Video

    Video Press Freedom in Myanmar Fragile, Limited

    As Myanmar begins a new era with a democratically elected government, many issues of the past confront the new leadership. Among them is press freedom in a country where journalists have been routinely harassed or jailed.
    Video

    Video Taliban Threats Force Messi Fan to Leave Afghanistan

    A young Afghan boy, who recently received autographed shirts and a football from his soccer hero Lionel Messi, has fled his country due to safety concerns. He and his family are now taking refuge in neighboring Pakistan. VOA's Ayaz Gul reports from Islamabad.
    Video

    Video Major Rubbish Burning Experiment Captures Destructive Greenhouse Gases

    The world’s first test to capture environmentally harmful carbon dioxide gases from the fumes of burning rubbish took place recently in Oslo, Norway. The successful experiment at the city's main incinerator plant, showcased a method for capturing most of the carbon dioxide. VOA’s Deborah Block has more.
    Video

    Video EU Visa Block Threatens To Derail EU-Turkey Migrant Deal

    Turkish citizens could soon benefit from visa-free travel to Europe as part of the recent deal between the EU and Ankara to stem the flow of refugees. In return, Turkey has pledged to keep the migrants on Turkish soil and crack down on those who are smuggling them. Brussels is set to publish its latest progress report Wednesday — but as Henry Ridgwell reports from London, many EU lawmakers are threatening to veto the deal over human rights concerns.
    Video

    Video Tensions Rising Ahead of South China Sea Ruling

    As the Philippines awaits an international arbitration ruling on a challenge to China's claims to nearly all of the South China Sea, it is already becoming clear that regardless of which way the decision goes, the dispute is intensifying. VOA’s Bill Ide has more from Beijing.
    Video

    Video Painting Captures President Lincoln Assassination Aftermath

    A newly restored painting captures the moments following President Abraham Lincoln’s assassination in 1865. It was recently unveiled at Ford’s Theatre in Washington, where America’s 16th president was shot. It is the only known painting by an eyewitness that captures the horror of that fateful night. VOA’s Julie Taboh tells us more about the painting and what it took to restore it to its original condition.
    Video

    Video Elephant Summit Results in $5M in Pledges, Presidential Support

    Attended and supported by three African presidents, a three-day anti-poaching summit has concluded in Kenya, resulting in $5 million in pledges and a united message to the world that elephants are worth more alive than dead. The summit culminated at the Nairobi National Park with the largest ivory burn in history. VOA’s Jill Craig attended the summit and has this report about the outcomes.
    Video

    Video Displaced By War, Syrian Artist Finds Inspiration Abroad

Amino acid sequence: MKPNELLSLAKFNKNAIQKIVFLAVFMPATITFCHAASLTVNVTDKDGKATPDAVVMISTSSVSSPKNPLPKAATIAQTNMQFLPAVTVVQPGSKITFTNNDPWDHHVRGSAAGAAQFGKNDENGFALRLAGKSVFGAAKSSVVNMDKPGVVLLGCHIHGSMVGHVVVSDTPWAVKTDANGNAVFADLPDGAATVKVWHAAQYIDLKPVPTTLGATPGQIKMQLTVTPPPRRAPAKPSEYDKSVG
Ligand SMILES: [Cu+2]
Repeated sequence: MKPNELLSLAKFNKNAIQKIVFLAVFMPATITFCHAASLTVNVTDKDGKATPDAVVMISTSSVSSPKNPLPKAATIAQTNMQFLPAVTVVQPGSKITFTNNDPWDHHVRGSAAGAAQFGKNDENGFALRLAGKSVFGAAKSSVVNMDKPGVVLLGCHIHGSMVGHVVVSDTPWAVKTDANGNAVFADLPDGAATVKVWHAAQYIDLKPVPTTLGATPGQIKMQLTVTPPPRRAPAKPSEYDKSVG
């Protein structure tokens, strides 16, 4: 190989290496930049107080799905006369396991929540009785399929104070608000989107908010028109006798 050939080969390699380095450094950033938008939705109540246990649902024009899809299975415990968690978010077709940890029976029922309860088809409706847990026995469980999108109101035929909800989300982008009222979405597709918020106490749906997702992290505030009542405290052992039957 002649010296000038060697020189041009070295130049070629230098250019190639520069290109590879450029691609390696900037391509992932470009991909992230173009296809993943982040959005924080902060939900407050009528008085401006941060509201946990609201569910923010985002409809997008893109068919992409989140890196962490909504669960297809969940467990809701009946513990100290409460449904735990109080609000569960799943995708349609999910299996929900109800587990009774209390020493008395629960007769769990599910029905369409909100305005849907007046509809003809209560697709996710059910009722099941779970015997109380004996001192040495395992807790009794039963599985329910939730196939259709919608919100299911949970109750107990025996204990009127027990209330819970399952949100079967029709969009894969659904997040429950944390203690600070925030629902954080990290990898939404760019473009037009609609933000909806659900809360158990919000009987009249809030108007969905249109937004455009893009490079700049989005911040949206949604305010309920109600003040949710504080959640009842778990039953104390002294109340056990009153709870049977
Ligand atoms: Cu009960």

Saudi-born Syrian painter Mohammad Zaza is among the millions who fled their home for an uncertain future after Syria's civil war broke out. Since fleeing Syria, Zaza has lived in Lebanon, Egypt, Jordan and now Turkey where his latest exhibition, “Earth is Blue like an Orange,” opened in Istanbul. He spoke with VOA about how being displaced by the Syrian civil war has affected the country's artists.
    Video

    Video Ethiopia’s Drought Takes Toll on Children

    Ethiopia is dealing with its worst drought in decades, thanks to El Nino weather patterns. An estimated 10 million people urgently need food aid. Six million of them are children, whose development may be compromised without sufficient help, Marthe van der Wolf reports for VOA from the Metahara district.
    Video

    Video Little Havana - a Slice of Cuban Culture in Florida

    Hispanic culture permeates everything in Miami’s Little Havana area: elderly men playing dominoes as they discuss politics, cigar rollers deep at work, or Cuban exiles talking with presidential candidates at a Cuban coffee window. With the recent rapprochement between Cuba and United States, one can only expect stronger ties between South Florida and Cuba.
    Video

    Video California Republicans Weigh Presidential Choices Amid Protests

    Republican presidential candidates have been wooing local party leaders in California, a state that could be decisive in selecting the party's nominee for U.S. president. VOA's Mike O’Sullivan reports delegates to the California party convention have been evaluating choices, while front-runner Donald Trump drew hundreds of raucous protesters Friday.
    Video

    Video ‘The Lights of Africa’ - Through the Eyes of 54 Artists

    An exhibition bringing together the work of 54 African artists, one from each country, is touring the continent after debuting at COP21 in Paris. Called "Lumières d'Afrique," the show centers on access to electricity and, more figuratively, ideas that enlighten. Emilie Iob reports from Abidjan, the exhibition's first stop.

    Special Report

    Adrift The Invisible African Diaspora